76-Year-Old Volleyball Referee Gets Lifesaving Gift From Community

Lemuel Buster could not hold back the rush of tears when he was presented with a new car.

So overwhelmed by the generosity of his community, volleyball referee Lemuel Buster could not hold back the rush of tears when he was presented with a new car.

"I said don't put me on Facebook,” Buster joked to InsideEdition.com. “And they started laughing and they turned around and said, 'Lemuel, these are for you.' I couldn't hold it back,”

The 76-year-old Navy veteran now works at the Paulding County Parks and Recreation Department in Georgia. During the games, he spends up to 10 hours on his feet.

Only two weeks prior, Buster’s old car broke down.

Parents, including Rebecca Jones, noticed him paying for rental cars he couldn't afford just so he could get to the games. She felt something nagging at her to step up and help.

"He didn't have money, he didn't have food, he didn't have his necessities. So I started taking care of his necessities along with some other people and we pooled our resources,” Jones told InsideEdition.com.

Jones posted on Facebook, and the community chipped in. A firefighter who also owns a used car lot donated a vehicle they traded for Buster’s 2004 Chrysler.

Buster was also presented with $1,030 cash, food, a Walmart gift card, a Visa gift card and a gift card he can use at his church.

Little did parents and students know the very car they gave Buster would wind up saving his life.

"I knew that I was developing symptoms that I had four years ago when I had triple bypass surgery. My ankles, the swelling did not go down. It caused knots right on my ankle bone. That's fluid," Buster said.

He never told any of the parents or students about his condition.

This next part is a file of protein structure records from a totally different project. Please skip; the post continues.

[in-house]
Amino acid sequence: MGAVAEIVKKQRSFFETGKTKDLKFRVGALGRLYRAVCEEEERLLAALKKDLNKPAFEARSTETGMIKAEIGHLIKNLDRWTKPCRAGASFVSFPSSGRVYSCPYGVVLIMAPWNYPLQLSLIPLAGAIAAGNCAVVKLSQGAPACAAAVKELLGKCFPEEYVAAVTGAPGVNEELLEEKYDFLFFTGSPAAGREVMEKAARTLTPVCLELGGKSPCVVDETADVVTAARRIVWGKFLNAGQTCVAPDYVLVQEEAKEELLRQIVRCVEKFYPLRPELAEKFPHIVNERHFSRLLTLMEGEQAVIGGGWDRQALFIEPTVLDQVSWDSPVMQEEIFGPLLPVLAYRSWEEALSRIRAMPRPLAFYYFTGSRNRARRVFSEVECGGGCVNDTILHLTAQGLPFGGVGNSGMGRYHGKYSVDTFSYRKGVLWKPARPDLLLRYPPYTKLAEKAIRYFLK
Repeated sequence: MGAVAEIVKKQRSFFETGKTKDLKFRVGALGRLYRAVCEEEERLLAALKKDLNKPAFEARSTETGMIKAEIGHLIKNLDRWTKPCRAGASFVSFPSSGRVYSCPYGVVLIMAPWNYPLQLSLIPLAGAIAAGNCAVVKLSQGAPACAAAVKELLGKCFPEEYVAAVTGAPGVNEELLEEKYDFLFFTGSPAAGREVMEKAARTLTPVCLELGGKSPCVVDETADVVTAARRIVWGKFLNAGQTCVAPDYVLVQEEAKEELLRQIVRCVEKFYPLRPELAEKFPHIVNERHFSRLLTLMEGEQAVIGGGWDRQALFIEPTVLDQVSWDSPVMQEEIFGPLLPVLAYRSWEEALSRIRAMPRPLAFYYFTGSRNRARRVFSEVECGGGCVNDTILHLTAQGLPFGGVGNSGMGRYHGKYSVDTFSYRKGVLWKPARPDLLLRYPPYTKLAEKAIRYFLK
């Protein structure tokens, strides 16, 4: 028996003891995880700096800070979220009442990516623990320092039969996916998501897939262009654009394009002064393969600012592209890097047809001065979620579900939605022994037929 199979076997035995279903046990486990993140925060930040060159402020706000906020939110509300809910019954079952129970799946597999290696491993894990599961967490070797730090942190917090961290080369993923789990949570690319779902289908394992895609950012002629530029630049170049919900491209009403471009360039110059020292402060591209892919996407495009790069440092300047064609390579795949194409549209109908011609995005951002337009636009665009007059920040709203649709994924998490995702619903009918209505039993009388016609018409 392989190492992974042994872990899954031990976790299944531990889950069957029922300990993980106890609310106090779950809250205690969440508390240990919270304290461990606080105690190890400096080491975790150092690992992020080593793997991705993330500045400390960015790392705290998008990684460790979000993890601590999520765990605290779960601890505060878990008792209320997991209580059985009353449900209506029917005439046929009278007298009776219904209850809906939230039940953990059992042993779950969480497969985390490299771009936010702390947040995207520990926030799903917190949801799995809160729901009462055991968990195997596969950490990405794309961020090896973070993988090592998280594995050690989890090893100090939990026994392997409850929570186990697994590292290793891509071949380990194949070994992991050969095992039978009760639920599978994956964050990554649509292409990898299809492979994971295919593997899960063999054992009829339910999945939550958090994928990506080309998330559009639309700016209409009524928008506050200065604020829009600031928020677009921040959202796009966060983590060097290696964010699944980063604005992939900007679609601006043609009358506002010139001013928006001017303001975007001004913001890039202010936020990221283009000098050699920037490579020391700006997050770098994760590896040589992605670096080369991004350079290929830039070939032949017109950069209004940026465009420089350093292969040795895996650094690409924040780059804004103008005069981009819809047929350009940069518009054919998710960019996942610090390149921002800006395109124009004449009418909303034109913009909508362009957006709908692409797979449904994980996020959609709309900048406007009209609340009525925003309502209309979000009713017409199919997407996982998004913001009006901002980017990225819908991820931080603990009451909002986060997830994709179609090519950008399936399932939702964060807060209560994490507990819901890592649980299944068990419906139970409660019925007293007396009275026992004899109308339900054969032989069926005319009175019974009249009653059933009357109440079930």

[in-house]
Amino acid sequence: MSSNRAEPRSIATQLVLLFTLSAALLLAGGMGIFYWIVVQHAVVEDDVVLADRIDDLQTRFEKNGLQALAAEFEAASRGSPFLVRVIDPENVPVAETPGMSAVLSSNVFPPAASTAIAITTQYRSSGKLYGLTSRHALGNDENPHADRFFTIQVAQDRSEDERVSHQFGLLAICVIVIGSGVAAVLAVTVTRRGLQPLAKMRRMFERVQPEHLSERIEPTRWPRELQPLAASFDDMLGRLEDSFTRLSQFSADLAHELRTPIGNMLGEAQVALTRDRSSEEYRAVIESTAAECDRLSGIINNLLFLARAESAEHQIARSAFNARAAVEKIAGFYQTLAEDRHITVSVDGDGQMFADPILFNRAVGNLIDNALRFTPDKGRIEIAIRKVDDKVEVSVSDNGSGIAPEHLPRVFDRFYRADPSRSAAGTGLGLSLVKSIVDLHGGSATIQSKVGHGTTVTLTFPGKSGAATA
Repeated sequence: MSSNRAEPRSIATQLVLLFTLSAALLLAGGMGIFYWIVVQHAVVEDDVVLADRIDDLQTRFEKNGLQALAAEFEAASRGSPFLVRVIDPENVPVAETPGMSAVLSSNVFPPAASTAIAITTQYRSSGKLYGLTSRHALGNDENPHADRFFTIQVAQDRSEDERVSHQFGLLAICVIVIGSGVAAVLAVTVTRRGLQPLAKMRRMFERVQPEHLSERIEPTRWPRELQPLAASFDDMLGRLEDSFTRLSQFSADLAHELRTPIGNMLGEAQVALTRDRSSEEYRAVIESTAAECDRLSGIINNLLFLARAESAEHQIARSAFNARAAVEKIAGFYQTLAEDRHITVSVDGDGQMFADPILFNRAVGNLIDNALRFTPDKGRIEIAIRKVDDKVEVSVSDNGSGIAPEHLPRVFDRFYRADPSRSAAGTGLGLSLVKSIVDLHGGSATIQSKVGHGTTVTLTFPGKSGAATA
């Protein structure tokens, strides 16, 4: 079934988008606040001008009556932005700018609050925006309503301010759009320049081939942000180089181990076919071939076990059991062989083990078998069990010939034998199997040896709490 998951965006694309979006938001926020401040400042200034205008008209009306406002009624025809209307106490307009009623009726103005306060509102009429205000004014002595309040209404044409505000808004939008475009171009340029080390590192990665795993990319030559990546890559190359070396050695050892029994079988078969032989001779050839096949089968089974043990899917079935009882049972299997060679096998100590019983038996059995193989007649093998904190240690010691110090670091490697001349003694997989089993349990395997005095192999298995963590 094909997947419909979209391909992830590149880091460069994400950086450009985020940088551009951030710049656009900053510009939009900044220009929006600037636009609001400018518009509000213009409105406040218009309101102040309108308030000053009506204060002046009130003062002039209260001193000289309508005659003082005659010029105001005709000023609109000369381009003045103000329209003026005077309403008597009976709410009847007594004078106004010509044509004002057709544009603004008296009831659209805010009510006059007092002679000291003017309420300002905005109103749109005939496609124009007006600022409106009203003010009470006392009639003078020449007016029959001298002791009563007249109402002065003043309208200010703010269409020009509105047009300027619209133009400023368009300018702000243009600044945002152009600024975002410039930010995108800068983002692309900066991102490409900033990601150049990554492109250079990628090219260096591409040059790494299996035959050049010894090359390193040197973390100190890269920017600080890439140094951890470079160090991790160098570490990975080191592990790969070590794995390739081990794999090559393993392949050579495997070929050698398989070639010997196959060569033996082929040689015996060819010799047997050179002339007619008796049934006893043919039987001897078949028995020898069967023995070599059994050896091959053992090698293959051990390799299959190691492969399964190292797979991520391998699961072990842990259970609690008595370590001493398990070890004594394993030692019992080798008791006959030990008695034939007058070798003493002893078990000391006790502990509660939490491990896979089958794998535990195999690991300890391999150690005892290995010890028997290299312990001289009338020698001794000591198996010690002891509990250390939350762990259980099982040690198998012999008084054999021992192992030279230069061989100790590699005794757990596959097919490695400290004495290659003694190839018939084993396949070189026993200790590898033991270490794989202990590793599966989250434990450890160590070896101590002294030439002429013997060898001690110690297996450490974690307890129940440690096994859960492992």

Not too long after getting the car, Buster woke up in the middle of the night — short of breath, barely able to get himself out the door to the hospital.

"I just bent over and just started trying to throw up. I said, ‘Lemuel, God, you gotta go.’ I got into the car, I could barely move. And I had about a quarter of a mile to drive. Went through two stop signs, I drove up to the emergency door there was a young lady who looked at me. As I'm saying can she get a nurse, she turned around and ran into the hospital,” Buster recalled.

“Next thing I know, there are doctors, nurses, critical care people around. They're putting a mask on my face. And all I can say is, 'I can't breathe, I can't breathe.'”

Doctors told him his heart was about to fail.

"I was within a minute or two of dying. And if it had not been for that car, trying to get somebody, I wouldn't have been able to get anybody to drive me and I would not have made it.

"I always feel like some act of kindness always turns into something big,” Jones added.

“I think that because Lem has the courage to say out loud, 'I'm scared and I'm nervous that I won't be able to be here next week,' it caused everybody to just jump in and figure it out. All the pieces came together and I believe that's how it was divinely made."

For this lifesaving gift, Buster is forever grateful.

"I said, thank God. That's all I can say. Because I know if it wasn't for God, I would not be here talking with you right now. It is a true blessing. I am very thankful and I am extremely humbled."

The first place Buster went in his new ride was to church.